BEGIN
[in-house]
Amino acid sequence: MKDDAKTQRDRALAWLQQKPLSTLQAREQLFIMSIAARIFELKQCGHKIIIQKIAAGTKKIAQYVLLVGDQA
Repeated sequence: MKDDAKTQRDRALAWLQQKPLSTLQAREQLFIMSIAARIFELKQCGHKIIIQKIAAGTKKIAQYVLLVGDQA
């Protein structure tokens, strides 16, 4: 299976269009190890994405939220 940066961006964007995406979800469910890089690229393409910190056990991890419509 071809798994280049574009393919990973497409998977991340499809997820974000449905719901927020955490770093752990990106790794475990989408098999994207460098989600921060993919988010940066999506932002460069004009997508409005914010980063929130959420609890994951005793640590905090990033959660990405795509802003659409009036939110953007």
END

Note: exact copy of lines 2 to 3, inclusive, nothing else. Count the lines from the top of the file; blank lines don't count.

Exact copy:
Amino acid sequence: MKDDAKTQRDRALAWLQQKPLSTLQAREQLFIMSIAARIFELKQCGHKIIIQKIAAGTKKIAQYVLLVGDQA
Repeated sequence: MKDDAKTQRDRALAWLQQKPLSTLQAREQLFIMSIAARIFELKQCGHKIIIQKIAAGTKKIAQYVLLVGDQA